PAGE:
Obesity: A Global Epidemic

1. Introduction

Obesity is a global problem that has reached epidemic proportions in both developed and developing countries. According to the World Health Organization (WHO), obesity is defined as an excess body weight for a particular height. Overweight and obesity are measured using body mass index (BMI). BMI is a person’s weight in kilograms divided by the square of his or her height in meters (kg/m2). A BMI of 25-29.9 kg/m2 is defined as overweight, and a BMI ≥ 30 kg/m2 is considered obese.
Currently, worldwide, more than 1.9 billion adults aged 18 years and older are overweight, and of these, over 650 million adults are obese. The prevalence of obesity has nearly tripled since 1975. In 2016, 39% of adults aged 18 years and over were overweight, and 13% were obese. Also, 41 million children under the age of 5 years were overweight or obese in 2016. By 2025, it is predicted that nearly 74 million children will be overweight or obese if current trends continue.
Obesity is a complex chronic disease with multiple etiologies that often lead to other comorbidities such as type 2 diabetes mellitus, cardiovascular diseases (CVD), hypertension, stroke, some types of cancer (endometrial, breast, ovarian, prostate), gallbladder disease, osteoarthritis, fatty liver disease, sleep apnea, and depression. Obesity is caused by an imbalance between energy intake from food and energy expenditure from physical activity and metabolism. This imbalance can be due to a variety of reasons such as genetic factors, overeating, eating high-calorie foods, sedentary lifestyle, endocrine disorders etc. Obesity results in large financial costs to society due to the increase in health care costs and lost productivity.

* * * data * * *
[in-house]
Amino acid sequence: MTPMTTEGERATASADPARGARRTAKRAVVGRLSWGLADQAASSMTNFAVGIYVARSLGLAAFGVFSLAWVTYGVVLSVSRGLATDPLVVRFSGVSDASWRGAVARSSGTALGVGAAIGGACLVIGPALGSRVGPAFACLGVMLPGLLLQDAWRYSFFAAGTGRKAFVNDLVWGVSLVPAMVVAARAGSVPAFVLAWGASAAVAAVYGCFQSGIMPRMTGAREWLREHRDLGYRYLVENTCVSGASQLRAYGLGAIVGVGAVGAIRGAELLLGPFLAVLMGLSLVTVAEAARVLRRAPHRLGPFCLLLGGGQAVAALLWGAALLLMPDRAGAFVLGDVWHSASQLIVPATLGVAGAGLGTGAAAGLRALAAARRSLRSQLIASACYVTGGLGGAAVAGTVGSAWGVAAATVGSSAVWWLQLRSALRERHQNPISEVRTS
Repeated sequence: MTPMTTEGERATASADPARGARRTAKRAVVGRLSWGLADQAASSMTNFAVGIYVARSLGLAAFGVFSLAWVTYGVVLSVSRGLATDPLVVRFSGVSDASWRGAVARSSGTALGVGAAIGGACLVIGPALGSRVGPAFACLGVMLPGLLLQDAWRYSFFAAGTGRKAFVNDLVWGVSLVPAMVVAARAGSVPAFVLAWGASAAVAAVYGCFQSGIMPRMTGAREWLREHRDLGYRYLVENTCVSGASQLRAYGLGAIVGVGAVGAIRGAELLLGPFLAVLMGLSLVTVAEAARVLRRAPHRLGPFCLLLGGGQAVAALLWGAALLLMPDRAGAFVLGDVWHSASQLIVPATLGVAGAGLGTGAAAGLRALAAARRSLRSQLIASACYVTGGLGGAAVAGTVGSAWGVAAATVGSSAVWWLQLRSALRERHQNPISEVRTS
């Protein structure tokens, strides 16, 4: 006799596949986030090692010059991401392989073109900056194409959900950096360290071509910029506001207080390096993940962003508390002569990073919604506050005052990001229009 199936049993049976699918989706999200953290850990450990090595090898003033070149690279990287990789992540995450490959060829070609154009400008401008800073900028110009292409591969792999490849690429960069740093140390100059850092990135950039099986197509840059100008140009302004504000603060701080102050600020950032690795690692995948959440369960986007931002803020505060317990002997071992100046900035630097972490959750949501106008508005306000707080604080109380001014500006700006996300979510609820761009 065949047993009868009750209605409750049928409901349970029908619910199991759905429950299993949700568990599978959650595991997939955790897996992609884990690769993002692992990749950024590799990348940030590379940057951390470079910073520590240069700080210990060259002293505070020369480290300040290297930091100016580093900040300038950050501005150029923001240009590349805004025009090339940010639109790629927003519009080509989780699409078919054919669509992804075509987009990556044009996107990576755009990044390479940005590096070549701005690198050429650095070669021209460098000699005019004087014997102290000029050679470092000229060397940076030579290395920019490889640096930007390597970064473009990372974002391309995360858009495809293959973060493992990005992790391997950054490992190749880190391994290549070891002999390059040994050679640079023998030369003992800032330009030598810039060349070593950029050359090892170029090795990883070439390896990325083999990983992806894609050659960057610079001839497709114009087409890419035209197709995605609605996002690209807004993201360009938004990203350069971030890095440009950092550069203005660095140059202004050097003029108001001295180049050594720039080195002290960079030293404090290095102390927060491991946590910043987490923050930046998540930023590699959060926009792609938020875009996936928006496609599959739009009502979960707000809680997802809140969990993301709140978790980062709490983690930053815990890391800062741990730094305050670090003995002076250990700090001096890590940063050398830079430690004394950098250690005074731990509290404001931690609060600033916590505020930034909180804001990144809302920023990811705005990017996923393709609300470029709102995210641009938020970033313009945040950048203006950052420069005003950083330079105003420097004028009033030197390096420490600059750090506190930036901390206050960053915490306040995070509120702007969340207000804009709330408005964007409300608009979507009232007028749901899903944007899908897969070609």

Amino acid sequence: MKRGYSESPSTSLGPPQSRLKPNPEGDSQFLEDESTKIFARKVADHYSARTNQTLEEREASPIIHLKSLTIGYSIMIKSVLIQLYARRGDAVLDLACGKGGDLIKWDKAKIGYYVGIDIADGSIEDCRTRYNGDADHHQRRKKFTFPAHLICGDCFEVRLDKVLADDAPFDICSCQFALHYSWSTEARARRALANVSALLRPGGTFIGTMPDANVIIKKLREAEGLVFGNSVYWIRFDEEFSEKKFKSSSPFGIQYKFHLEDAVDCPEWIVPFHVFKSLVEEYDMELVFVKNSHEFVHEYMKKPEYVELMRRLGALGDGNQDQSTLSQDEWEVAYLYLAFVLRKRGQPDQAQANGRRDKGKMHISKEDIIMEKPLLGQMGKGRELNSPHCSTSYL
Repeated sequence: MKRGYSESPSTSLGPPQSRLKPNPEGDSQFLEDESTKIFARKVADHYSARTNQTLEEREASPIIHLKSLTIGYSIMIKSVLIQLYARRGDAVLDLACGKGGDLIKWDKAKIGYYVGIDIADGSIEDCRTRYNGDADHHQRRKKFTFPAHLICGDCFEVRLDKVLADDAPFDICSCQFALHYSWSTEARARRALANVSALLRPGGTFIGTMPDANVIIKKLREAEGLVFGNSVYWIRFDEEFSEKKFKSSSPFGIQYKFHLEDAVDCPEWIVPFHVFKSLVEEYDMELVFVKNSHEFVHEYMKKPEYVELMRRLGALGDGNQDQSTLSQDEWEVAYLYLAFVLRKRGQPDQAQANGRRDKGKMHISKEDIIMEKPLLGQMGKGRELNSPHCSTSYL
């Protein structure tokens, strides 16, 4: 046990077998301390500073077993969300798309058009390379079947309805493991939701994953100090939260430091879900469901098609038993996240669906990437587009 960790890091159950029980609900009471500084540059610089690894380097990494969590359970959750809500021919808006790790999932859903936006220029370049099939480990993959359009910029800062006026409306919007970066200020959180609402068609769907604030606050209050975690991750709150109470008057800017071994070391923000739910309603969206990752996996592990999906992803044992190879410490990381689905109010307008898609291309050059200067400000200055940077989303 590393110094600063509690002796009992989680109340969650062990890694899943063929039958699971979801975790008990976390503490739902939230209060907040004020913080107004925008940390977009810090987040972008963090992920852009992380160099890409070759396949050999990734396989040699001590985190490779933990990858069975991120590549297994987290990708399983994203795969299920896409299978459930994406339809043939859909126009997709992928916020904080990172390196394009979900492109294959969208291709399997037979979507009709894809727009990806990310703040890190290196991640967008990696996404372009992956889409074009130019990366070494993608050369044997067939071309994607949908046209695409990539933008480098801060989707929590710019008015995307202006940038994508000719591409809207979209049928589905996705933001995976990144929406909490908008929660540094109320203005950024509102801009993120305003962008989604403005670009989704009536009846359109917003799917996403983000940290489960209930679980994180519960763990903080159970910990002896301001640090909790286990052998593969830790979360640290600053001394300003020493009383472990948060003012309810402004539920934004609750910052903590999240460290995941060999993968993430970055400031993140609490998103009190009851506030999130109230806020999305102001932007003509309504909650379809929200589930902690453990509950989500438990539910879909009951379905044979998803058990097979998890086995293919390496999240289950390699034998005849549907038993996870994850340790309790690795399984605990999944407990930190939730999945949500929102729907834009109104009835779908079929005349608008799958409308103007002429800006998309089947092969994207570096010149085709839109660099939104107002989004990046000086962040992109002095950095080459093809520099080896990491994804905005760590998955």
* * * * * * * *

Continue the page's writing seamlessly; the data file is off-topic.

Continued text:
2. Main causes of obesity

The main cause of obesity is an imbalance between calorie intake and energy expenditure. When a person consumes more calories than they burn off, the excess energy is stored as fat which leads to weight gain and eventually obesity if left unchecked. While calories are definitely a factor when it comes to weight gain/loss – not all calories are created equal i.e., 100 calories from candy will have a different effect on your weight than 100 calories from chicken breast. Another factor that contributes to obesity is an individual’s genetic makeup which can play a role in how easily they gain weight and where they tend to store fat on their bodies (for example: “apple” vs “pear” shaped bodies). Additionally, gender also plays a role with women generally having more body fat than men due to childbearing needs as well as hormonal differences. Finally, certain medical conditions such as hypothyroidism or Cushing’s Syndrome can lead to weight gain because they affect the body’s metabolism or ability to break down fats properly. In summary – the main cause of obesity is an imbalance of calorie intake vs calorie expenditure but there are many other contributing factors such as genetics, gender, and medical conditions.

3. Risk factors for obesity